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Award-winning writer and lecturer Barbara Sofer grew up
in a small town in Connecticut, and moved to Israel in 1971. She is a
graduate of the University of Pennsylvania and the Hebrew University in
Jerusalem. Her articles -taking on a wide range of subjects from ethnic
cooking to terrorism--have appeared in The New
York Times, The Boston Globe, Parents, Readers' Digest, Woman's Day,
Hadassah Magazine and Inside Magazine
among many others. She writes a bi-weekly column for the Friday Jerusalem
Barbara has written five books and contributed to
Available now from Amazon
EXCERPT FROM CURRENT ARTICLE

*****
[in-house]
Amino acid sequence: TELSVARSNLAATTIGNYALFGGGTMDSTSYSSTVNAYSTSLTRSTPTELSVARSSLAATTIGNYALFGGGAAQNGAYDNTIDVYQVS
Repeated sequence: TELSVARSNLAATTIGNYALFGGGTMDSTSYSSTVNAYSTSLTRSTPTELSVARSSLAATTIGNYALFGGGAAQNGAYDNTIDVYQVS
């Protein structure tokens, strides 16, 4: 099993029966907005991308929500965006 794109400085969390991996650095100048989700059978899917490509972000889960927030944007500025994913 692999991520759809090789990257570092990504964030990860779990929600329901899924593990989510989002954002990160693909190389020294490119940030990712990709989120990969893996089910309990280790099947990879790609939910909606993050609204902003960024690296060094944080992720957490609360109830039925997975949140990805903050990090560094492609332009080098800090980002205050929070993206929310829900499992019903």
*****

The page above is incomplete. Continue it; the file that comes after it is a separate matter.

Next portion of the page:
WHEN THE LIGHTS GO OUT IN NEW YORK
By Barbara Sofer
It is 6:47 p.m. on Saturday, July 13, and I am in the Sheraton New York Times Square Hotel, about to speak at a pre-convention gathering of Hadassah leaders.
At first I expect the lights to come right back on. I figure this is a hotel problem on a hot and humid summer day with air conditioners chilling the inside air until it requires a sweater. Like many other hotels in New York, the Sheraton New Times Square is no youngster. The hotel facing Seventh Avenue was opened in 1962 in time for the 1964 World’s Fair. It was built by Laurence and Preston Tisch, whose family name is best-known in our Jerusalem for supporting the marvelous zoological gardens best known as the Biblical Zoo.
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